Julian Corrales interpret ring in the Operations Center Final ExerciseJosé Caban (070-01-10), Julian Corrales (070-06-07), Raul Fernandez-Calienes (070-06-03) and  Brian McArdle (054-03-03) assisted in the Tradewinds 2013 training exercise held  St. Lucia for the U.S. Military’s Tradewinds 2013 for 15 days. 

Tradewinds 2013, in its 29th year,is a U.S. Southern Command-sponsored annual exercise conducted in the Caribbean Basin designed to improve responses to regional security threats.  This year’s joint, combined interagency exercise was held in St. Lucia inMay  2013.  

sé Caban interpret ring for LT. Simon Nuñez of the Dominican Republic NavyThe security cooperation exercise focused on Peace Keeping Operations (PKO), cooperation among Caribbean Nations and Counter Illicit Trafficking Operations through law enforcement and basic maritime operations. More than 200 exercise participants from the United States & 14 partner nations from the Caribbean Basin, took part.  In addition, cutters from the Dominican Republic, Trinidad and Tobago and United States participated in the exercises.

Caban, Corrales and Fernandez-Calienes assisted in the exercise by Interpreting in classroom and hands on training.   Interpreters were on hand to provide simultaneously translation to Spanish which assisted in personnel getting the same lessons and instructions in real time. Brian McArdle in front of USCG Cutter Oak.

Fernandez-Calienes also was the Instructor for the Human Rights Session and conducted Domestic Violence Awareness Training that all participants were required to take.  McArdle, who is also the Director of International Affairs, supported the Administrative Team.  Grace Hirigoyen (070-06-03) assisted with orders, scheduling and expenses in Miami.

Some of the topics conducted in the classroom, in the field and on the water were: Coxswain Training, Weapons, Engineering, Operations Center, Communications, International Law Fundamentals, Raul Fernandez-Calienes conducting a Domestic Violence Awareness TrainingBoarding Procedures, Damage Control, Volumetrics, Pursuit Tactics, SAR, ICS and other subjects.

“This was a great event for the United States Coast Guard Auxiliary to participate in,” said Fernandez-Calienes.  “This was a great opportunity to provide a worthwhile service for our military while intermingling with our partners in the Caribbean.”   The USCG members who participated were recognized for their professionalism and knowledge.   Mission accomplished.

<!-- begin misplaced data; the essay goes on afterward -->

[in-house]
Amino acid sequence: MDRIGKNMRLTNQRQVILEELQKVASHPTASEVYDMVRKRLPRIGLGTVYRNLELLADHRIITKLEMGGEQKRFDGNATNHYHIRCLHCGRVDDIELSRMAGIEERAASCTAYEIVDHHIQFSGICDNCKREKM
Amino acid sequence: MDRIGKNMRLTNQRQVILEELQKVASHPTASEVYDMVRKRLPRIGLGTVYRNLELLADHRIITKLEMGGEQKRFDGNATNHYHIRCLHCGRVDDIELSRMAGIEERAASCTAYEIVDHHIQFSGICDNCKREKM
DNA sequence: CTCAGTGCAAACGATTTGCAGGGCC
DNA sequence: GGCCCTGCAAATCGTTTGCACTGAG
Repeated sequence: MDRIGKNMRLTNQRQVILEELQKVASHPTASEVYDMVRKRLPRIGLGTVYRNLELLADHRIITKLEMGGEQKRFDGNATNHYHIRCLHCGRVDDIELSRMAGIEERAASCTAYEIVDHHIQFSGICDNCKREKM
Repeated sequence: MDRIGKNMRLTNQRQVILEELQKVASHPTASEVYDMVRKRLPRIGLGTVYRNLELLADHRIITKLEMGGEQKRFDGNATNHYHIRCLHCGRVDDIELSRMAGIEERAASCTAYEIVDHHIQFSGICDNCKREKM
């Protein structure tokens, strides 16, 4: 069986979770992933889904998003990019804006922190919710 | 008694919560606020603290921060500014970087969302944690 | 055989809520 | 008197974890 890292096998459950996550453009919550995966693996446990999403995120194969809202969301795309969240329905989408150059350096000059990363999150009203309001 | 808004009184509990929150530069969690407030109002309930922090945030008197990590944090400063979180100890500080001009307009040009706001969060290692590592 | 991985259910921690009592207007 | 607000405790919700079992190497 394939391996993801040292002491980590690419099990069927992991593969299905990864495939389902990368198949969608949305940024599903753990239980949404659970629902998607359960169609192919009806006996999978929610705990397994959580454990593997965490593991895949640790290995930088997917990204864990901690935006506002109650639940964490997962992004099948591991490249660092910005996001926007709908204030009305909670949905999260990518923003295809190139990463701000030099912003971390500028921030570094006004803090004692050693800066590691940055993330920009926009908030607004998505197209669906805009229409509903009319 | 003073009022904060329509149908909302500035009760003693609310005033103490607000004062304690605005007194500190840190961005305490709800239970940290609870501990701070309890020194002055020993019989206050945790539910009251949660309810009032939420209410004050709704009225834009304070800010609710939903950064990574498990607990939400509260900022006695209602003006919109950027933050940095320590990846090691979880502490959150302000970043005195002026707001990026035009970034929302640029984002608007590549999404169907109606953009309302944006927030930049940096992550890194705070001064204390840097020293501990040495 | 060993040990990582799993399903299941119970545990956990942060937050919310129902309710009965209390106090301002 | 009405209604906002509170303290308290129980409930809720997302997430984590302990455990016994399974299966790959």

Posted 23 February 2014 


Interested in Volunteering?

In the Interpreter Corp of the US Coast Guard Auxiliary or participating in the International Affairs Department? Find out more from Brian McARdle, Director of the The International Affairs Department. This Video was produced at the National Conference of the US Coast Guard Auxiliary (NACON) by the Public Affairs Department.

February 23, 2014


On December 19, 2013 David Alexandre received an unexpected call from the United States Coast Guard and was asked if he could proceed to Puerto Rico and assist the Coast Guard with several Haitian Migrants on one of their cutters. Alexandre received the call since he is a member of the USCG Auxiliary and a qualified Interpreter. The Lieutenant Commander who called Alexandre realized it was during the Christmas holidays, but there was a tremendous need to have a person on scene to assist in the processing of migrants. The next day, Alexandre arrived in Puerto Rico and found that he had to fly on to St. Croix. “I learned that my flight out of Puerto Rico was to be on a U.S. Coast Guard Helicopter,” commented Alexandre. “I was totally in awe when I heard this, since I have never thought of flying in a helicopter in my life. “Once everyone was strapped in, and the flight pre-checked was done, off we flew to St. Croix. It will be ride I will remember for a lifetime!”

Upon arriving on a Coast Guard Cutter in St. Croix, Alexandre was immediately brought to the Captain to be briefed on the migrant’s situation and how to proceed. At this time he also learned they had Cubans and a St. Lucian onboard as migrants. “It was a long night of processing and fingerprinting migrants and for the next two days I was with the migrants I gave them all the pertinent information that they needed to know,” continued Alexandre. “ I instructed them about how they need to behave on the cutter, answered all the numerous questions they had, helped feed them, and I even assisted one of the Coast Guard officers with a young Haitian girl who had a seizure and was hyperventilating.”

On the third day, Alexandre and the migrants were transferred to another U.S. Coast Guard Cutter. Arriving onboard, Alexandre was once again brought to the bridge to brief the Captain, Executive Officer and the Chief Boson Mate regarding the Haitian migrants and was asked to interpret for additional questioning of these migrants.

“Although I missed the holidays in Connecticut, on Christmas Day the atmosphere was festive aboard the Coast Guard Cutter,” stated Alexandre. “We all wished each other Merry Christmas and I had a chance to call my family. The Food Specialist outdid herself that day by serving turkey with all the trimmings, and even the sea was calmer than usual.”

On the day the special deployment was over and after leaving the Coast Guard Cutter and a ‘job well done’,

Alexandre found himself in a rainy Key West Florida. While standing on the rainy pier calling for a taxi to bring him to the airport, a car stopped and the driver said “I’ll bring you to the airport”. It was the Captain of the Cutter.

David Alexandre in St. Croix after his ride on a Coast Guard helicopter 

David Alexandre in St. Croix after his ride on a Coast Guard helicopter

Posted 24 February 2014 


Articles relating to Auxiliary International Affairs:

Navy Times - "Auxiliary linguists offer global resource" by Susan Schept

April 12, 2010